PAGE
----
“Nothing is mysterious, no human relation. Except love,”Susan Sontag wrote in her diary. “There is hardly any activity, any enterprise, which is started with such tremendous hopes and expectations, and yet, which fails so regularly, as love,” philosopher Erich Fromm asserted in his 1956 masterwork on the art of loving and what is keeping us from mastering it. The great Zen teacher Thich Nhat Hahn went as far as admonishing that “to love without knowing how to love wounds the person we love.” “The many vexations and perturbations that torture the soul of the passionate lover,” cautioned a 17th-century treatise on lovesickness, “bring about greater harms to men than all the other affections of the mind.” Keats, once afflicted by love, was ready to die for it.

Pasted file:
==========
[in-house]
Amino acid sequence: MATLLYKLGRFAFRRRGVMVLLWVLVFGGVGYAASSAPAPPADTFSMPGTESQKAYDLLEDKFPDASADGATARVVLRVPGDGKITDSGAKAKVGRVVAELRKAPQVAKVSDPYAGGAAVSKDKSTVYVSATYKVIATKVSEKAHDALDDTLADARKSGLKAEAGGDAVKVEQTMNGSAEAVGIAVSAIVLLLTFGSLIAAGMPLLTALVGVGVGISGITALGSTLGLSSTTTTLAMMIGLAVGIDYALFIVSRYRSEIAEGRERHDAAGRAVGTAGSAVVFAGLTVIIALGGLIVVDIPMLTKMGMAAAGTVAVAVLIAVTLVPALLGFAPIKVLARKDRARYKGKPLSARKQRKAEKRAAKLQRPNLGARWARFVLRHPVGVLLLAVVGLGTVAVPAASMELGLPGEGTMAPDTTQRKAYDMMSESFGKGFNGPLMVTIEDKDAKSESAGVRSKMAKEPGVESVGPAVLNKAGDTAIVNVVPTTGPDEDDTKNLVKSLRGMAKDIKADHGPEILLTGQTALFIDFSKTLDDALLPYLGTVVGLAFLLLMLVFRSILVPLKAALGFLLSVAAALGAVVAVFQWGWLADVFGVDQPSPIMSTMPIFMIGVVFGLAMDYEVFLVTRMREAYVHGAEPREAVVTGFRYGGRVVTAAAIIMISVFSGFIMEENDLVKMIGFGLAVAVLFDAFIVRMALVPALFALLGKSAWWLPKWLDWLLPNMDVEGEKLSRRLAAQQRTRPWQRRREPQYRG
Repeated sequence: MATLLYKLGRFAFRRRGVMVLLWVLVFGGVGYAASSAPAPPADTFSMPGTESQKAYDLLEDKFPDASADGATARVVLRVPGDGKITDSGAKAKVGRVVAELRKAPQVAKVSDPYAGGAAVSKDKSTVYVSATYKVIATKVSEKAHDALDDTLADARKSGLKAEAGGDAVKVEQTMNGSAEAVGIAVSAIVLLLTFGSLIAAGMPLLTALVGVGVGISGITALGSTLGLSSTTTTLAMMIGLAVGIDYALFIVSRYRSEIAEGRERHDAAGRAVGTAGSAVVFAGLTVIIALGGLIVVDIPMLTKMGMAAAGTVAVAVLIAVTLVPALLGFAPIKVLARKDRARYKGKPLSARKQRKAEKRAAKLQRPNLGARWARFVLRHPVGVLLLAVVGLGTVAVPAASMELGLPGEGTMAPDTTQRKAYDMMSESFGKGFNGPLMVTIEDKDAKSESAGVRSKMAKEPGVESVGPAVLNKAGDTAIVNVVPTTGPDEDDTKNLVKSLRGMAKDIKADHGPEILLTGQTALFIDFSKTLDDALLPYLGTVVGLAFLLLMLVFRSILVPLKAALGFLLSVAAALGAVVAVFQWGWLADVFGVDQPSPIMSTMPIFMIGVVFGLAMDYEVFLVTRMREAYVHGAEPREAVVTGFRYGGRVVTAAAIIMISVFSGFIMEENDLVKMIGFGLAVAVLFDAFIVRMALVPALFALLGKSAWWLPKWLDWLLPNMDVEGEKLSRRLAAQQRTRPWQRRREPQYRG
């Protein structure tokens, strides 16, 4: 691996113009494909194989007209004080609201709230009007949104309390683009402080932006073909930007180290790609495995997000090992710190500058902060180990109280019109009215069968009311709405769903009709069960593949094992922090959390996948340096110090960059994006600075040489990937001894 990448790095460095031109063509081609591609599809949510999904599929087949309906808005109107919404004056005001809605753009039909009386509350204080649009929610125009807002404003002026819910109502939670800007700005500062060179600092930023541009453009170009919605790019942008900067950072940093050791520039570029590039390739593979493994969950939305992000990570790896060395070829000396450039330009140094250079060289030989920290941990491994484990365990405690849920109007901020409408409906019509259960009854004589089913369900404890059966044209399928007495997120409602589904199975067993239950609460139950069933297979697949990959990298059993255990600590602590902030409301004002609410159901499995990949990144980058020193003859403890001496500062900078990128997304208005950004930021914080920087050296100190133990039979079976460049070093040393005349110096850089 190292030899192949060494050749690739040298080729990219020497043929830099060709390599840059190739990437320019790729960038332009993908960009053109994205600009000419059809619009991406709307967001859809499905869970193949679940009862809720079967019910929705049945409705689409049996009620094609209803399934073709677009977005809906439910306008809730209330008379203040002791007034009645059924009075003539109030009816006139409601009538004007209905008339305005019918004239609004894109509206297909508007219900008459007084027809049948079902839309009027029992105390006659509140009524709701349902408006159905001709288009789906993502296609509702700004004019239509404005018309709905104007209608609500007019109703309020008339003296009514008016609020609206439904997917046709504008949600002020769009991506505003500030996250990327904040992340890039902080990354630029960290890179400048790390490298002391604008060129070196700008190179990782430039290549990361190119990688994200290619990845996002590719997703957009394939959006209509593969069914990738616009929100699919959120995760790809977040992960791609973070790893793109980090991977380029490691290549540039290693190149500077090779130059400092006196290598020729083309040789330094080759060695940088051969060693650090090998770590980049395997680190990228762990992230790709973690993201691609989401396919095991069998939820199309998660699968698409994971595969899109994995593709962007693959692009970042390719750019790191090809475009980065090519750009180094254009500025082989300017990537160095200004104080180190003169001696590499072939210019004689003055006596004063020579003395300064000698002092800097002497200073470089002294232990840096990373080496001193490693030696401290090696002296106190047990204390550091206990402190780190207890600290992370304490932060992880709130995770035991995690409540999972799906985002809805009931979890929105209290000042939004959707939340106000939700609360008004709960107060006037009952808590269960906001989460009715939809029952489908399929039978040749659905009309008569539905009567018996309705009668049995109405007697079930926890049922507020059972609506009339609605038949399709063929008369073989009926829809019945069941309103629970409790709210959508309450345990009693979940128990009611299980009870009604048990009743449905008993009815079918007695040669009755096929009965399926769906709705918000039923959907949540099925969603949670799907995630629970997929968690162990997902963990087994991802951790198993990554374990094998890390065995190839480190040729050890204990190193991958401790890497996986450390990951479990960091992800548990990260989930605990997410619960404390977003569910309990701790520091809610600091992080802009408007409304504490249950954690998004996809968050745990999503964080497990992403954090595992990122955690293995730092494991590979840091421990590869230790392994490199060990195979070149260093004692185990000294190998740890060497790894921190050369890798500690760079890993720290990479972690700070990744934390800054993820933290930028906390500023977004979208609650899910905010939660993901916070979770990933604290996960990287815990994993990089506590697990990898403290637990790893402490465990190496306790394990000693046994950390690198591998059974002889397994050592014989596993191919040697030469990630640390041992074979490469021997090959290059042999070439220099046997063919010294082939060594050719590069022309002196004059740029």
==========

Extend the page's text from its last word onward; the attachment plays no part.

But if the mystery of love is so impenetrable and the gauntlet through it so rife with peril, how is it that we saunter into it so blindly and so clumsily yet so irrepressibly full of hope? Why, if the risks are so great and the rewards so uncertain, do we love at all?
That’s what philosopher Skye Cleary, author of Existentialism and Romantic Love(public library), explores in this wonderful animated inquiry into how thinkers as wide-ranging as the Buddha, Plato, Bertrand Russell, and Simone de Beauvoir shaped the modern ideal of romantic love, how its fundamental flaws render us exasperated by falling perpetually short of that ideal, and what we might be able to do about revising this model.